Non-probability sampling is a non-random and subjective method of sampling where the selection of the population elements comprising the sample depends on the personal judgment or the discretion of the sampler.
The distinguishing feature of non-probability sampling is that in such sampling, the selection of population elements is not made through any probability mechanism, and because of this; the investigator cannot claim that his or her sample is representative of the larger population.
This greatly limits the investigator’s ability to generalize the findings beyond the specific sample studied.
Further, no confidence interval estimation is possible for non-probability sampling.
Nonprobability sampling methods are;
- Convenience Sampling.
- Accidental Sampling.
- Purposive Sampling.
- Snowball Sampling
1. Convenience Sampling
Non-probability samples that are unrestricted are known as convenience samples.
Researchers or field workers have the freedom to choose whomever they find; thus the name convenience. The convenience sample may consist of respondents living in an easily accessible locality.
Undoubtedly, it is the simplest and least reliable form of non-probability sampling. The primary virtue is its low cost.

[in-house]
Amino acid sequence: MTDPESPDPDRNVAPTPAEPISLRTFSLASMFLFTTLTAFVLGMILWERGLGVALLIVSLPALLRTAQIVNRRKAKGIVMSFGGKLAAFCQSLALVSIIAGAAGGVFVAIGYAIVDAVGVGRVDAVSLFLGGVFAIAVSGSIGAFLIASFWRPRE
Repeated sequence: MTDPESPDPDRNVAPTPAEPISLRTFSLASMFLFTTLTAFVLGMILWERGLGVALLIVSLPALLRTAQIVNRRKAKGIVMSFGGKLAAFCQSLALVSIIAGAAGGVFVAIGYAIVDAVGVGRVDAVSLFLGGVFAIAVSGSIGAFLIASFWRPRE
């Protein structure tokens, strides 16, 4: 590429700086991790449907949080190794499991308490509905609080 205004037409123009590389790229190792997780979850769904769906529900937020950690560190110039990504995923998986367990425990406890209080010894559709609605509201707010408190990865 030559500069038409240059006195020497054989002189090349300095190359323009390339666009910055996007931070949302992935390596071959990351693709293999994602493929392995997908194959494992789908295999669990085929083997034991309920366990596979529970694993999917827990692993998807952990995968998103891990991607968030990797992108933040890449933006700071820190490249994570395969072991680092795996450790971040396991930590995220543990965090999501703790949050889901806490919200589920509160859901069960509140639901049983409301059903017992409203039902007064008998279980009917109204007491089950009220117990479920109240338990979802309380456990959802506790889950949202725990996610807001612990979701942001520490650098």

While a convenience sample has no control to ensure precision, this method is quite frequently used, especially in market research and public opinion surveys.
They are used because probability sampling is often a time-consuming and expensive procedure and in fact, may not be feasible in many situations.
In the early stages of exploratory research, when one is seeking guidance, this approach is recommended.
2. Accidental Sampling
An accidental type sampling is one in which the selection of the cases is made whatever happens to be available instantly.
In such sampling, individuals are selected as they appear in a process.
If it is decided that only diabetic patients or patients with abdominal pain, will be chosen from a queue in front of a hospital counter, the resulting sample will fall under the accidental sampling procedure.
A non-probability sampling method that conforms to certain criteria is called purposive sampling.
There are two major types of purposive sampling: (1) Judgment sampling and (2) Quota sampling.
1. Judgment sampling
In Judgment sampling, individuals are selected who are considered to be most representative of the population as a whole.
It is a judgment sampling because the choice of the individual units depends entirely on the sampler, who, on his own judgment, decides the sample be selected that conforms to some criteria.
In a study of labor problems, you may decide to talk only with those who have experienced discrimination while they were in a job.
Election results are predicted from only a few selected persons because of their predictive record in past elections.
2. Quota sampling
A quota sampling is a non-probability sampling, in which the interviewers are told to contact and interview a certain number of individuals from certain subgroups or strata of the population to make up the total sample.
The formation of the strata is usually based on such characteristics as sex, age, social status, a region of residence. These characteristics which are used to form strata are termed ‘quota control’.
The technique is widely used by market researchers, political opinion seekers, and many others to avoid the cost problems of interviewing individuals.